“The infectivity of new mutant strains has soared” and “The UK has upgraded the prevention and control of the epidemic”…
Since the outbreak of the novel coronavirus, the evolution of the virus has always been the focus of attention
And the latest reported COVID-19 mutation in the United Kingdom has caused public panic.
Is the mutant virus reported in the UK more pathogenic and deadly? Will the vaccine fail?
Viruses often “go wrong”
Although the phrase “the virus continues to mutate” sounds frightening, in fact, in order to adapt to different hosts, mutation is the “normal” in the process of self-replication of viruses.
When viruses reproduce within cells, they copy a genetic material for each “child” virus. These copies are not always perfect, and there are often some “errors” that occur, that is, genetic mutations occur.
Some of the changes caused by “mistakes” may not be conducive to the survival of the virus, while others may make the virus more transmitable and even more pathogenic.
The novel coronavirus is a RNA (ribonucleic acid) virus and mutates relatively quickly. However, COVID-19 is more stable than RNA viruses such as influenza viruses.
According to Sumia Swaminathan, the chief scientist of the World Health Organization, the novel coronavirus mutates much slower than the influenza virus.
Reports of COVID-19 mutation have long been reported. In the early days of the epidemic, the world’s leading strain of COVID-19 was called “D strain”.
However, the virus quickly mutated—the 614th amino acid on its spinoprotein changed from aspartic acid (D) to glycine (G).
Studies have found that the virus, known as D614G mutation, has stronger adaptability.
The mutant virus was identified as early as February this year, when it was mainly transmitted in Europe and the Americas.
Since then, mutant COVID-19 has also been found in South Africa, Spain, Denmark, Sweden, Malaysia and other countries and regions.
Why does the new strain “grab headlines” ?
The newly reported variant coronavirus in the UK is named VUI-202012/01. Patrick Vallance, the chief scientific adviser of the British government, said that the mutant virus is becoming the main viral variant in the UK.
There are media reports that 23 mutations have appeared on the gene sequence of the mutant virus, which is worrying.
Chris Whitty, England’s chief medical officer, said in a statement on the 19th that after relevant research and model analysis, experts believe that the newly reported mutant virus “can spread faster”.
However, the faster transmission of the virus does not mean that it is more pathogenic.
In the eyes of the virus, breeding and wider transmission are the goals, not killing the host. Therefore, while strengthening their own transmission ability, some viruses will even evolve in a less pathogenic direction.
Michael Ryan, head of the WHO Health Emergency Project, said on the 21st that there is no evidence that the severity of the disease caused by the newly reported mutant virus in the United Kingdom has increased.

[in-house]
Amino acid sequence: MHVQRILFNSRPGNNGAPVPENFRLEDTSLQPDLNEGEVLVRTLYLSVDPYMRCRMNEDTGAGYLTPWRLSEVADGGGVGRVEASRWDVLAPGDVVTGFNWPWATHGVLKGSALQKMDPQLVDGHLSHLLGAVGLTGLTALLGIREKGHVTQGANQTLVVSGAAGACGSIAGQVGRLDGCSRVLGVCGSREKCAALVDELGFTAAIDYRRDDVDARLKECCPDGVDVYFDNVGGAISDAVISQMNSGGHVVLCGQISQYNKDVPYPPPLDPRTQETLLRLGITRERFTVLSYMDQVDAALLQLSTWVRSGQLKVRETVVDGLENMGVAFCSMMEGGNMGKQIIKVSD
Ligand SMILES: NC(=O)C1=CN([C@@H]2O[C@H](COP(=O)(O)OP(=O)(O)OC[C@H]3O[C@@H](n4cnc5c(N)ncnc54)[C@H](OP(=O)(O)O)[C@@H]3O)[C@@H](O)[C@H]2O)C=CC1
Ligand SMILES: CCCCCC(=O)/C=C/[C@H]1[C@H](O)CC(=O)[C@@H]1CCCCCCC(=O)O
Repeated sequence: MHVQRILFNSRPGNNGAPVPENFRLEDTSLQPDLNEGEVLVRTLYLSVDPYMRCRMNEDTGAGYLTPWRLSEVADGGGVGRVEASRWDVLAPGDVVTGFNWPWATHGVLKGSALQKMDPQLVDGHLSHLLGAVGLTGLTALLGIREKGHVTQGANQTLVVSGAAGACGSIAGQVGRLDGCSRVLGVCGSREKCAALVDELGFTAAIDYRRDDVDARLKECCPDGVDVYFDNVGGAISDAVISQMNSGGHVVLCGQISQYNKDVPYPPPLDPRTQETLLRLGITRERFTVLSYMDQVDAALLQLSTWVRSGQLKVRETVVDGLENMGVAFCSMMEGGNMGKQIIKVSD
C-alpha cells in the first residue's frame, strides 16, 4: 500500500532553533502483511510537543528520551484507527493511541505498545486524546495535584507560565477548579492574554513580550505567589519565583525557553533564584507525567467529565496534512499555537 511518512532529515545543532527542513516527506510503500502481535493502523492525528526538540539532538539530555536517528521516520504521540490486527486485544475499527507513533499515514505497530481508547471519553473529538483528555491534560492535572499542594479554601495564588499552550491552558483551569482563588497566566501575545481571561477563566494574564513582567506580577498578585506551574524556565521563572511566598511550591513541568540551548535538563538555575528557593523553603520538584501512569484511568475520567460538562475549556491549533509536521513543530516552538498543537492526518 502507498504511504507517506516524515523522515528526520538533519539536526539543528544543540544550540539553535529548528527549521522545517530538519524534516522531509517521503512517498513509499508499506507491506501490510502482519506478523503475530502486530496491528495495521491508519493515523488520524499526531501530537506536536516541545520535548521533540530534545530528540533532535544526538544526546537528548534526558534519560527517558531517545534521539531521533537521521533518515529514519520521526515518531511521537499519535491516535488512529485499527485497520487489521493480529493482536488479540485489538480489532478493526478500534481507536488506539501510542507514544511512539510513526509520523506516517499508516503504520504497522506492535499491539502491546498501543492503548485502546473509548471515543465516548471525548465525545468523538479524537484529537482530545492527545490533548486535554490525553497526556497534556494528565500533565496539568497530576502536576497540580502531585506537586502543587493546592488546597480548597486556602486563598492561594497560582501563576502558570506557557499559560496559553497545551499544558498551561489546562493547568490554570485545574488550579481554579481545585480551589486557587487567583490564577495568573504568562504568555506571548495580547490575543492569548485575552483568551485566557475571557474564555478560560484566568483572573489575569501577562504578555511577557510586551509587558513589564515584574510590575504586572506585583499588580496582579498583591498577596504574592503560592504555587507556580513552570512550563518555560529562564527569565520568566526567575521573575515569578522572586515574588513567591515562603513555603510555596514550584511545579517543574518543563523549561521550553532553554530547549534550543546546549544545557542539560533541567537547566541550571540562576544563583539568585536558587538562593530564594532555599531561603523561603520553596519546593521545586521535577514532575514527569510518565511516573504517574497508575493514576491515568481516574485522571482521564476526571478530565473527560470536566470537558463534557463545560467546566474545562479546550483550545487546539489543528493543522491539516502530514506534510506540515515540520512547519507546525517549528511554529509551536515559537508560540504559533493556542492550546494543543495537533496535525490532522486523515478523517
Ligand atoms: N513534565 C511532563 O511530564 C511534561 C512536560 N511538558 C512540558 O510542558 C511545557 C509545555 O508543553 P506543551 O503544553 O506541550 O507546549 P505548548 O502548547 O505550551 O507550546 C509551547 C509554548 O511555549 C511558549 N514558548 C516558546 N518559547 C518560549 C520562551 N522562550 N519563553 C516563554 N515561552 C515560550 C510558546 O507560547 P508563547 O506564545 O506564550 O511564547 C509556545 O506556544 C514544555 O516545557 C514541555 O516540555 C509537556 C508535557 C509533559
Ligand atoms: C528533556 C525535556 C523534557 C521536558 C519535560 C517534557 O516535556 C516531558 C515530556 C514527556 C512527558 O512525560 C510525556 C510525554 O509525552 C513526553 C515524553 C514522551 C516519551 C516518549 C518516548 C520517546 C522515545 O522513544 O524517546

Moreover, even if the virus’s infectivity is slightly improved, it does not mean that the epidemic is out of control. I believe that through efforts to fight the epidemic, the spread of the virus can still be blocked.
Is the coronavirus vaccine still effective?
Several WHO experts said on the 21st that although the virus has undergone several genetic mutations since the outbreak of the novel coronavirus, the known mutations, including the recent mutations in the United Kingdom, have not had a significant impact on coronavirus drugs, treatments, detection methods and vaccines.
Monsef Slavey, chief adviser of Operation Warp, a U.S. coronavirus vaccine and drug solution program, believes that the possibility of mutant viruses will develop drug resistance to existing vaccines is very low.
Trevor Bedford, a biology and genetics expert at the Fred Hutchinson Cancer Research Center in the United States, pointed out that to undermine the effectiveness of the vaccine, a large number of rewrites of gene sequences may be required, not just a few mutations.
But he also pointed out that vaccines may need to be fine-tuned over time.
Some experts believe that virus mutation may affect detection. Maria Van Kelkhofer, Technical Director of the WHO Health Emergency Project, said that the mutant novel coronavirus reported in the United Kingdom has not yet affected most tests, because the vast majority of tests focus on multiple targets in the viral genome, but it is true that very few single-targeted tests may be affected by the virus.
The virus cannot be detected effectively due to the different effects.
Swaminatan, the chief scientist of WHO, stressed that people should continuously monitor the genetic changes of the virus, and also focus on reducing the speed of the virus’s transmission.
Because the more the virus spreads, the greater the chance of mutation.